SciTech Connect

    Waisman, Eduardo Mario; Cuneo, Michael Edward; Harvey-Thompson, A.; Lebedev, Sergey V.

    2010-06-01

    A 0D circuit code is introduced to study the wire array switch concept introduced in. It has been implemented and researched at Imperial College. An exploding wire array, the switch, is in parallel with the load, an imploding wire array. Most of the current flows in the exploding array until it expands and becomes highly resistive. The 0D code contains simple models of Joule energy deposition and plasma expansion for W and Al wires. The purpose of the device is to produce fast Z-pinch implosion, below 100ns on MAGPIE and the Sandia Z machine. Self and mutual inductances are taken into consideration as well as the rocket model for wire ablation. The switch characteristics of the exploding array are prescribed and tuned up to agree with MAGPIE shots. The dependence of the device on the configuration of the arrays is studied and scaling to ZR conditions is explored.

  3. Wire array z-pinch insights for high x-ray power generation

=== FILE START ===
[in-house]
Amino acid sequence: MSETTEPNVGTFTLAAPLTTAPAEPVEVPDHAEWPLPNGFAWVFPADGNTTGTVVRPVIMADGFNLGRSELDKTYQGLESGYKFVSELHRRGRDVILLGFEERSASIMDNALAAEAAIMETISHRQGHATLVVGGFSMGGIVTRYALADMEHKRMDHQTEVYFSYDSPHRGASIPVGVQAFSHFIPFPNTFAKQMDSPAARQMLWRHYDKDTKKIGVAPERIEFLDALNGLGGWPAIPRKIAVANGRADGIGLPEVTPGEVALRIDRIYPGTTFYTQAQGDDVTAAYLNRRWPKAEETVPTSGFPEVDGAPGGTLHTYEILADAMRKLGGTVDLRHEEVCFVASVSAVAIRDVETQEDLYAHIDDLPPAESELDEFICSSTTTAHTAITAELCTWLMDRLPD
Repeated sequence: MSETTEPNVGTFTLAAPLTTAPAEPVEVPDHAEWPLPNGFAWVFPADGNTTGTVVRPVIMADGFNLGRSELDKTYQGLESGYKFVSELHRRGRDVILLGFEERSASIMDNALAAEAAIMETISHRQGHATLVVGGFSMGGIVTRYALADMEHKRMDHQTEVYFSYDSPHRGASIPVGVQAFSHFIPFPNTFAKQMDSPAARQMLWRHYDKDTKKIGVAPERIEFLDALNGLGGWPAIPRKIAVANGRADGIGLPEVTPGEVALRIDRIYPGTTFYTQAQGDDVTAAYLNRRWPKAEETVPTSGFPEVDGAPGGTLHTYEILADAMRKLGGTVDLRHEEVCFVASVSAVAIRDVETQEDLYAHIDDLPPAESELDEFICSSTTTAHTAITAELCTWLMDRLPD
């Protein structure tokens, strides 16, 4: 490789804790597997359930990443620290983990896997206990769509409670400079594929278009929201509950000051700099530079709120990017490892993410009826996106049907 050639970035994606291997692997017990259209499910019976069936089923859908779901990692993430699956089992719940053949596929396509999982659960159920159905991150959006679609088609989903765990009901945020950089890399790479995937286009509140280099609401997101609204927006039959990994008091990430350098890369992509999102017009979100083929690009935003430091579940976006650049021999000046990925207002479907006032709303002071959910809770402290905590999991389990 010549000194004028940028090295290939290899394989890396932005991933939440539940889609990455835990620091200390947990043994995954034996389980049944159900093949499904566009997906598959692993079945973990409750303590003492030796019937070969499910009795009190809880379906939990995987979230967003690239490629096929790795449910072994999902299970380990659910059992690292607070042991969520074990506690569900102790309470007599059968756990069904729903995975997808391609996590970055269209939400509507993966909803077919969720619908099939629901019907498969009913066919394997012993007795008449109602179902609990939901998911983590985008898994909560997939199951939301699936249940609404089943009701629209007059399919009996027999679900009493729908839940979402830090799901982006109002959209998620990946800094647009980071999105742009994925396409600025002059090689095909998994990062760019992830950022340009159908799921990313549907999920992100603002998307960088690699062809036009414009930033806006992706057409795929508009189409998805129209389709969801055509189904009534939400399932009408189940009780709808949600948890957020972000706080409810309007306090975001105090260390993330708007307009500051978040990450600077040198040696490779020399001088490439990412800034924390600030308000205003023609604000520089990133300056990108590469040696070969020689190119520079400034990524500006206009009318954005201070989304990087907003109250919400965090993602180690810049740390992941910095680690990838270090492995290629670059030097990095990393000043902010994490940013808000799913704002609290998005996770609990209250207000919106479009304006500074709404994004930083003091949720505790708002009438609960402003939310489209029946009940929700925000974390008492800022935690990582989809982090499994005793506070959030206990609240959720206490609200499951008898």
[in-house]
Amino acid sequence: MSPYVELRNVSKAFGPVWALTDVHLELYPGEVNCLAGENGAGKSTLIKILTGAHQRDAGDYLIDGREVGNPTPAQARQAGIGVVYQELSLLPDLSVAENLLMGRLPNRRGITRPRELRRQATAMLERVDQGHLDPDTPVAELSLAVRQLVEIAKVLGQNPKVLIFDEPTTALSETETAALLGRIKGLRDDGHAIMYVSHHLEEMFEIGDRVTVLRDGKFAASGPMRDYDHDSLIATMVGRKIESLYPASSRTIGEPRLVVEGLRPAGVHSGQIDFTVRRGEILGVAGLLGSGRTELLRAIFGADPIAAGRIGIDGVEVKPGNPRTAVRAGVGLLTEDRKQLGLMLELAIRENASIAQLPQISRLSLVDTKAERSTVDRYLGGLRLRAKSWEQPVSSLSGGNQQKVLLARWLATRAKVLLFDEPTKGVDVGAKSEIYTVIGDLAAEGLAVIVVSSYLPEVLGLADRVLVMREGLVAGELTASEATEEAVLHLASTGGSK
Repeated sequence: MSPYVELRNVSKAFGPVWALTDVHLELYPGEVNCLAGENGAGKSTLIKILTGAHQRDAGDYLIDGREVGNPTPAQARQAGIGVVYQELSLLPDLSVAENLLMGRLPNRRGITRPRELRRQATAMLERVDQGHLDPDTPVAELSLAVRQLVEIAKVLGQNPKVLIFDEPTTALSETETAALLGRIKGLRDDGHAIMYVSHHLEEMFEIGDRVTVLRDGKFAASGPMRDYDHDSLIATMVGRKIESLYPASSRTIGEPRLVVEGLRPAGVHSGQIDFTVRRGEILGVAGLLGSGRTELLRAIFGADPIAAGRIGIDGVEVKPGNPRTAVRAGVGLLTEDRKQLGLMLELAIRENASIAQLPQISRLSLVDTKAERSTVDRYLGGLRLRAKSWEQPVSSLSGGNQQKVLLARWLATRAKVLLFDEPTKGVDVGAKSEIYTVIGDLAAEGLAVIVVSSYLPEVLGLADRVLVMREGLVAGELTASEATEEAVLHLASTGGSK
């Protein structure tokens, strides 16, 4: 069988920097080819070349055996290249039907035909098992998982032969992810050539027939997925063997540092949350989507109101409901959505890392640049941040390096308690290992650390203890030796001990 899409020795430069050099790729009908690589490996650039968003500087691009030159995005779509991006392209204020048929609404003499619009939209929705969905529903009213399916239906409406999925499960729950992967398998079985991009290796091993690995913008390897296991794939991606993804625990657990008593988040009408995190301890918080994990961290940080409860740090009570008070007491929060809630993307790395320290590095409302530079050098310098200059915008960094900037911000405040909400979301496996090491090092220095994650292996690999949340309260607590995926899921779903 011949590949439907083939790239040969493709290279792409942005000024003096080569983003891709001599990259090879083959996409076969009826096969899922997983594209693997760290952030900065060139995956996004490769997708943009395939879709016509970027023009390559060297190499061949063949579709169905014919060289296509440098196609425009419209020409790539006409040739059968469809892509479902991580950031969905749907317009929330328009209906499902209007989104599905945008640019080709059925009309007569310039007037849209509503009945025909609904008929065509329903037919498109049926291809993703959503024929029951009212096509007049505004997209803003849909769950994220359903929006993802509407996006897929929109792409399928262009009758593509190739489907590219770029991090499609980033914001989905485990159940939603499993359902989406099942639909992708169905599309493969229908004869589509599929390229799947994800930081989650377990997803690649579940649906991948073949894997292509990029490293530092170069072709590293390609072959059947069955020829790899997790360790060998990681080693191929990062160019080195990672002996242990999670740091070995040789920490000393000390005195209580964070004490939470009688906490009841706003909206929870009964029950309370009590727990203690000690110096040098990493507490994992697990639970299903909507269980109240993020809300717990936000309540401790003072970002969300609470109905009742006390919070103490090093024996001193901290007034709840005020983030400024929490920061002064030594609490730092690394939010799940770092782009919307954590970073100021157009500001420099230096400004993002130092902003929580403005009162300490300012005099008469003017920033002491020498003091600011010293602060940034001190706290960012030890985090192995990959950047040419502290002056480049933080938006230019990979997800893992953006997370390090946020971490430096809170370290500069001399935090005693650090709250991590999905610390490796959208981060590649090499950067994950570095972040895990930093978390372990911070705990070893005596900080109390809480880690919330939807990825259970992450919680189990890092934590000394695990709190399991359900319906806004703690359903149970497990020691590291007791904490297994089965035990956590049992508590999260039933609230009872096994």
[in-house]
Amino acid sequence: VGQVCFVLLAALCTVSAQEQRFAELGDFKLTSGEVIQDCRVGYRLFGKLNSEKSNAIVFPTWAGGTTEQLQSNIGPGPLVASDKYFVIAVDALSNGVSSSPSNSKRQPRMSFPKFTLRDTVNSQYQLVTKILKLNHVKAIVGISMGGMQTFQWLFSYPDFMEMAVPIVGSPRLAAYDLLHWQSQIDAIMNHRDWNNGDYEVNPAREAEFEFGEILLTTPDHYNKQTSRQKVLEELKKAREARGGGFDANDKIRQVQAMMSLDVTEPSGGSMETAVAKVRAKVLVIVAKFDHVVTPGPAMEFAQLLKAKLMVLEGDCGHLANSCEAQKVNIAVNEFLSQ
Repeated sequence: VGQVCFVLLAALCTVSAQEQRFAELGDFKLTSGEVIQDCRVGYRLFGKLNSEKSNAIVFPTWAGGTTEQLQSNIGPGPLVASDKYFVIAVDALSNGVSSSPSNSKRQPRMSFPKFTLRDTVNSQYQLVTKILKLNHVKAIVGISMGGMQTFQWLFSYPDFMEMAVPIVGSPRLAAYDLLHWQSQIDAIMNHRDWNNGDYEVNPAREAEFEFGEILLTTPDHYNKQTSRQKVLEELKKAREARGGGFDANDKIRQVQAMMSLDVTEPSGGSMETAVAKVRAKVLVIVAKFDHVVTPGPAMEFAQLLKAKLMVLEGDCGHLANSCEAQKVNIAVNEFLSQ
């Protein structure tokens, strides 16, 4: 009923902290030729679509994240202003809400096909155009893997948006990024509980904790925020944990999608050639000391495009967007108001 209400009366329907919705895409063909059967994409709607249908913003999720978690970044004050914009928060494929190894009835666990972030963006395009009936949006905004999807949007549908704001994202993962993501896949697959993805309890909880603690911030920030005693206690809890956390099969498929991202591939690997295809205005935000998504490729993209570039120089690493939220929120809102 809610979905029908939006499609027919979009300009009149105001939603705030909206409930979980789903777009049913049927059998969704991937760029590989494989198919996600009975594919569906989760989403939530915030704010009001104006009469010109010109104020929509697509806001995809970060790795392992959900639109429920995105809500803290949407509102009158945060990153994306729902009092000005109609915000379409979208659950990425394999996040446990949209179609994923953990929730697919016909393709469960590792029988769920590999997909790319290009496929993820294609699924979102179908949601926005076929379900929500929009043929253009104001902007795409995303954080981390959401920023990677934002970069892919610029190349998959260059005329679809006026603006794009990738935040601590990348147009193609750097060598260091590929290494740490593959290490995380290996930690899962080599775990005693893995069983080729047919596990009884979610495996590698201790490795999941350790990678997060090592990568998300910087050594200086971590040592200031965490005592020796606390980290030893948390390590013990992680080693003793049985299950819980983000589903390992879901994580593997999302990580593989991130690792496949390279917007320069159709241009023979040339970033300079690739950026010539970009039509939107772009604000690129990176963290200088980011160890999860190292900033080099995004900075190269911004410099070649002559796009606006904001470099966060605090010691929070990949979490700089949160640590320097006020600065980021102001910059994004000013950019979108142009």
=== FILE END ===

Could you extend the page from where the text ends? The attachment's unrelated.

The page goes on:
SciTech Connect

    Sanford, T.W.L.; Mock, R.C.; Nash, T.J.

    1998-08-01

    The discovery that the use of very large numbers of wires enables high x-ray power to be generated from wire-array z-pinches represents a breakthrough in load design for large pulsed power generators, and has permitted high temperatures to be generated in radiation cavities on Saturn. In this paper, changes in x-ray emission characteristics as a function of wire number, array mass, and load radius, for 20-mm-long aluminum arrays on Saturn that led to these breakthrough hohlraum results, are discussed and compared with a few related emission characteristics of high-wire-number aluminum and tungsten arrays on Z. X=ray measurement comparisons with analytic models and 2-D radiation-magnetohydrodynamic (RMHC) code simulations in the x-y and r-z planes provide confidence in the ability of the models and codes to predict future x-ray performance with very-large-number wire arrays.

  4. Plated wire memory subsystem

    NASA Technical Reports Server (NTRS)

    Carpenter, K. H.

    1974-01-01

    The design, construction, and test history of a 4096 word by 18 bit random access NDRO Plated Wire Memory for use in conjunction with a spacecraft input/output and central processing unit is reported. A technical and functional description is given along with diagrams illustrating layout and systems operation. Test data is shown on the procedures and results of system level and memory stack testing, and hybrid circuit screening. A comparison of the most significant physical and performance characteristics of the memory unit versus the specified requirements is also included.

  5. Texture development in Galfenol wire

    NASA Astrophysics Data System (ADS)

    Boesenberg, A. J.; Restorff, J. B.; Wun-Fogle, M.; Sailsbury, H.; Summers, E.

    2013-05-01